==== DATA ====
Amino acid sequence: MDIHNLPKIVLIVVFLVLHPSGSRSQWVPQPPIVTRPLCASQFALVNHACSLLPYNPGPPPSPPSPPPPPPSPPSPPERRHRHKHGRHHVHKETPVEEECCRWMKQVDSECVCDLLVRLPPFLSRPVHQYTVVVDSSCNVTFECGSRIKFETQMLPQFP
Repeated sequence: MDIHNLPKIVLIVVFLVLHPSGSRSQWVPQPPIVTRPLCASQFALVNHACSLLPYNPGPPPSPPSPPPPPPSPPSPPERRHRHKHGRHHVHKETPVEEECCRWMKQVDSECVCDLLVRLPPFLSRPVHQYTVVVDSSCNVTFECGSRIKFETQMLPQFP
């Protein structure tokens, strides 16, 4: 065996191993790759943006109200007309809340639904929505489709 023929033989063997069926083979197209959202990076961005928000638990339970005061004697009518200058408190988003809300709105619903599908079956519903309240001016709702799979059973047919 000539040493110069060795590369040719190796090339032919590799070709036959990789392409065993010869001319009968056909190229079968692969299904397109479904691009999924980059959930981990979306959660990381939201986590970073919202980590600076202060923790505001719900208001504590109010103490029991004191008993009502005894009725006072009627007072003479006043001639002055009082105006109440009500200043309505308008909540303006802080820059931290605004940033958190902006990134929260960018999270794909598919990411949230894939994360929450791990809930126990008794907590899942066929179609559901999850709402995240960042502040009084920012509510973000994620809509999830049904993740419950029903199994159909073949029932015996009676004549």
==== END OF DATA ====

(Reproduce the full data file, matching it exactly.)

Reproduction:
Amino acid sequence: MDIHNLPKIVLIVVFLVLHPSGSRSQWVPQPPIVTRPLCASQFALVNHACSLLPYNPGPPPSPPSPPPPPPSPPSPPERRHRHKHGRHHVHKETPVEEECCRWMKQVDSECVCDLLVRLPPFLSRPVHQYTVVVDSSCNVTFECGSRIKFETQMLPQFP
Repeated sequence: MDIHNLPKIVLIVVFLVLHPSGSRSQWVPQPPIVTRPLCASQFALVNHACSLLPYNPGPPPSPPSPPPPPPSPPSPPERRHRHKHGRHHVHKETPVEEECCRWMKQVDSECVCDLLVRLPPFLSRPVHQYTVVVDSSCNVTFECGSRIKFETQMLPQFP
């Protein structure tokens, strides 16, 4: 065996191993790759943006109200007309809340639904929505489709 023929033989063997069926083979197209959202990076961005928000638990339970005061004697009518200058408190988003809300709105619903599908079956519903309240001016709702799979059973047919 000539040493110069060795590369040719190796090339032919590799070709036959990789392409065993010869001319009968056909190229079968692969299904397109479904691009999924980059959930981990979306959660990381939201986590970073919202980590600076202060923790505001719900208001504590109010103490029991004191008993009502005894009725006072009627007072003479006043001639002055009082105006109440009500200043309505308008909540303006802080820059931290605004940033958190902006990134929260960018999270794909598919990411949230894939994360929450791990809930126990008794907590899942066929179609559901999850709402995240960042502040009084920012509510973000994620809509999830049904993740419950029903199994159909073949029932015996009676004549």